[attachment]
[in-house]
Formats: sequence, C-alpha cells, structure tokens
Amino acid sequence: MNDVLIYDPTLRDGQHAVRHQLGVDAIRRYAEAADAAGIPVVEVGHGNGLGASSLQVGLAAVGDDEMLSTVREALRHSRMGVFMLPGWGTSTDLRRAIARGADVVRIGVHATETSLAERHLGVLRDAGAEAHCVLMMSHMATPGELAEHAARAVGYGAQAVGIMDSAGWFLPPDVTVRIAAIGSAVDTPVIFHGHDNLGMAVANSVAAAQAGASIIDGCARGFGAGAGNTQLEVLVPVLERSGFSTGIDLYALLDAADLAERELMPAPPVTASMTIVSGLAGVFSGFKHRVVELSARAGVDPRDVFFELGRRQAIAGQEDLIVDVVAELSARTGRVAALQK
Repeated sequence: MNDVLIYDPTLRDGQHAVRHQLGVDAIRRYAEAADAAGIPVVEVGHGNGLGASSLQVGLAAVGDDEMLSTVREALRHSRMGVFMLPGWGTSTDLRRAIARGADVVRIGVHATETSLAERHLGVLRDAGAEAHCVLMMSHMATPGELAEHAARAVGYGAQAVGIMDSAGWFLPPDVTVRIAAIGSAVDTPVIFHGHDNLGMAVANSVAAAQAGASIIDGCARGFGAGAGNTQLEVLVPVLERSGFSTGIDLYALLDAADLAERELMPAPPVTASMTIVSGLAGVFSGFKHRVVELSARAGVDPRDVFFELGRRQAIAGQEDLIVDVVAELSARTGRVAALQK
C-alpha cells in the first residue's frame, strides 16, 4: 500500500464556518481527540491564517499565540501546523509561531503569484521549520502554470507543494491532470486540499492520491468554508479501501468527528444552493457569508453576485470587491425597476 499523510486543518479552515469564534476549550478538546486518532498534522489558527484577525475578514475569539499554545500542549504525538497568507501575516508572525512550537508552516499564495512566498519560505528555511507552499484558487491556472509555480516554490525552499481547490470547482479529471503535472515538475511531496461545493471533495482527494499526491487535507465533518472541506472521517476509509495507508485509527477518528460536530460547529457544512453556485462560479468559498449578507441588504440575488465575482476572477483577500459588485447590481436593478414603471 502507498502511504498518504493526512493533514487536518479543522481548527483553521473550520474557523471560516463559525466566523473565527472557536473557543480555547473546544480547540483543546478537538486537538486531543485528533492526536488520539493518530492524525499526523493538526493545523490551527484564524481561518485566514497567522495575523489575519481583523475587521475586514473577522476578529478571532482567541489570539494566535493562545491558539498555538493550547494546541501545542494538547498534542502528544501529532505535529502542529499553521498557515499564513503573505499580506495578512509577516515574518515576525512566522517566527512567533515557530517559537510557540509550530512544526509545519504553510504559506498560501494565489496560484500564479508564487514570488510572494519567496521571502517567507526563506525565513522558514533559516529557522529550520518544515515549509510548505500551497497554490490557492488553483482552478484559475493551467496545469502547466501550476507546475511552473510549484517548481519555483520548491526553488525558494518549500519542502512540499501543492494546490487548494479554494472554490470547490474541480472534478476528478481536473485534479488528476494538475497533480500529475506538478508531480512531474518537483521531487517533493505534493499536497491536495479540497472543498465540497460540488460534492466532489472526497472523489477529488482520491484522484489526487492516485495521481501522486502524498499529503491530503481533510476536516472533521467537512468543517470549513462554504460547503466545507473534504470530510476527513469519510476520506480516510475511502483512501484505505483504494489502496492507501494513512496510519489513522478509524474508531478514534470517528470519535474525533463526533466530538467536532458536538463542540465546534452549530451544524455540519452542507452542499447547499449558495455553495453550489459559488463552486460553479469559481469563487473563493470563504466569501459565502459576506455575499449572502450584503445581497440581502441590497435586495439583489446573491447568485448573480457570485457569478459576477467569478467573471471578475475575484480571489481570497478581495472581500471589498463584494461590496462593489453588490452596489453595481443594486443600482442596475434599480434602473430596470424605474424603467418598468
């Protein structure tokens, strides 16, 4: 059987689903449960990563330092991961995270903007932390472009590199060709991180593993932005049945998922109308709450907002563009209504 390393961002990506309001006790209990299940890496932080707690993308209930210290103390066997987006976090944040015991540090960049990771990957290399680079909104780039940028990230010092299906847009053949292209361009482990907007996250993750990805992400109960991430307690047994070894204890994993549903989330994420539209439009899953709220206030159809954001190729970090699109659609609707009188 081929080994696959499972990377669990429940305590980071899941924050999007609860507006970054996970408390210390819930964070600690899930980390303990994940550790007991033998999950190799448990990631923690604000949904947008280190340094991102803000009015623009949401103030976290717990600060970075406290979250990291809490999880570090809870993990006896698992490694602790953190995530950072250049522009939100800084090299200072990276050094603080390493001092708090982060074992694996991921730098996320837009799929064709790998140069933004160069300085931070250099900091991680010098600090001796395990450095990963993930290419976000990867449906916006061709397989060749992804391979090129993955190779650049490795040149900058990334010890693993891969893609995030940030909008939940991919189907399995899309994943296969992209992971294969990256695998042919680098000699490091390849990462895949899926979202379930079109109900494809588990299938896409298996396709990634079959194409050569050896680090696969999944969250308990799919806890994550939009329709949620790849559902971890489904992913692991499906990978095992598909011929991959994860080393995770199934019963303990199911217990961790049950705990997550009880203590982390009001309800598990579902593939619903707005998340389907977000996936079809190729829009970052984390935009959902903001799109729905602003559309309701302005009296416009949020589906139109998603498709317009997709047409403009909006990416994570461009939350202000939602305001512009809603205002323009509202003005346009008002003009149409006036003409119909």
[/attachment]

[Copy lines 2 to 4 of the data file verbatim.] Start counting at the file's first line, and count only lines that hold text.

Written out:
Formats: sequence, C-alpha cells, structure tokens
Amino acid sequence: MNDVLIYDPTLRDGQHAVRHQLGVDAIRRYAEAADAAGIPVVEVGHGNGLGASSLQVGLAAVGDDEMLSTVREALRHSRMGVFMLPGWGTSTDLRRAIARGADVVRIGVHATETSLAERHLGVLRDAGAEAHCVLMMSHMATPGELAEHAARAVGYGAQAVGIMDSAGWFLPPDVTVRIAAIGSAVDTPVIFHGHDNLGMAVANSVAAAQAGASIIDGCARGFGAGAGNTQLEVLVPVLERSGFSTGIDLYALLDAADLAERELMPAPPVTASMTIVSGLAGVFSGFKHRVVELSARAGVDPRDVFFELGRRQAIAGQEDLIVDVVAELSARTGRVAALQK
Repeated sequence: MNDVLIYDPTLRDGQHAVRHQLGVDAIRRYAEAADAAGIPVVEVGHGNGLGASSLQVGLAAVGDDEMLSTVREALRHSRMGVFMLPGWGTSTDLRRAIARGADVVRIGVHATETSLAERHLGVLRDAGAEAHCVLMMSHMATPGELAEHAARAVGYGAQAVGIMDSAGWFLPPDVTVRIAAIGSAVDTPVIFHGHDNLGMAVANSVAAAQAGASIIDGCARGFGAGAGNTQLEVLVPVLERSGFSTGIDLYALLDAADLAERELMPAPPVTASMTIVSGLAGVFSGFKHRVVELSARAGVDPRDVFFELGRRQAIAGQEDLIVDVVAELSARTGRVAALQK